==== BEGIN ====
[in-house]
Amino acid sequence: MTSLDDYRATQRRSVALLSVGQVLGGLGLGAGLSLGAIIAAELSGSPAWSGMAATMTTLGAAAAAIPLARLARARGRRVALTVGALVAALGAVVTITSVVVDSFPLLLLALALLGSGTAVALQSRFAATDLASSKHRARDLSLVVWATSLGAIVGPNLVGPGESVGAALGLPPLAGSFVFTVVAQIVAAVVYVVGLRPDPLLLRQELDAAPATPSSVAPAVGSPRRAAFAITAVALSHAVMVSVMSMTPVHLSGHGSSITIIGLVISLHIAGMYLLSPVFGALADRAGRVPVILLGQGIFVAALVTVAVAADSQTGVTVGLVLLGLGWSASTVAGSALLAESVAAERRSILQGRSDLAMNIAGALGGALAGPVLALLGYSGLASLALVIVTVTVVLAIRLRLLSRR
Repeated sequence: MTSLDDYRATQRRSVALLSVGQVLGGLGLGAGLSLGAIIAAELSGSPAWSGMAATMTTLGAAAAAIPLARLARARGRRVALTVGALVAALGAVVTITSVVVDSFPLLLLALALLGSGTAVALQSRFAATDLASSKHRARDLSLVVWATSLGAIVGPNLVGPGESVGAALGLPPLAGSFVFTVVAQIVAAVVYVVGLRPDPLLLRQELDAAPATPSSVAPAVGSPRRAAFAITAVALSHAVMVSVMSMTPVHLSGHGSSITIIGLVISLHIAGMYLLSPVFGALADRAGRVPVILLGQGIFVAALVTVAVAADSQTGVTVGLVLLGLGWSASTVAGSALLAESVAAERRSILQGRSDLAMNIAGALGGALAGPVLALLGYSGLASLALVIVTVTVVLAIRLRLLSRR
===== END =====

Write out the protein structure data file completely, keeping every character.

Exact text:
[in-house]
Amino acid sequence: MTSLDDYRATQRRSVALLSVGQVLGGLGLGAGLSLGAIIAAELSGSPAWSGMAATMTTLGAAAAAIPLARLARARGRRVALTVGALVAALGAVVTITSVVVDSFPLLLLALALLGSGTAVALQSRFAATDLASSKHRARDLSLVVWATSLGAIVGPNLVGPGESVGAALGLPPLAGSFVFTVVAQIVAAVVYVVGLRPDPLLLRQELDAAPATPSSVAPAVGSPRRAAFAITAVALSHAVMVSVMSMTPVHLSGHGSSITIIGLVISLHIAGMYLLSPVFGALADRAGRVPVILLGQGIFVAALVTVAVAADSQTGVTVGLVLLGLGWSASTVAGSALLAESVAAERRSILQGRSDLAMNIAGALGGALAGPVLALLGYSGLASLALVIVTVTVVLAIRLRLLSRR
Repeated sequence: MTSLDDYRATQRRSVALLSVGQVLGGLGLGAGLSLGAIIAAELSGSPAWSGMAATMTTLGAAAAAIPLARLARARGRRVALTVGALVAALGAVVTITSVVVDSFPLLLLALALLGSGTAVALQSRFAATDLASSKHRARDLSLVVWATSLGAIVGPNLVGPGESVGAALGLPPLAGSFVFTVVAQIVAAVVYVVGLRPDPLLLRQELDAAPATPSSVAPAVGSPRRAAFAITAVALSHAVMVSVMSMTPVHLSGHGSSITIIGLVISLHIAGMYLLSPVFGALADRAGRVPVILLGQGIFVAALVTVAVAADSQTGVTVGLVLLGLGWSASTVAGSALLAESVAAERRSILQGRSDLAMNIAGALGGALAGPVLALLGYSGLASLALVIVTVTVVLAIRLRLLSRR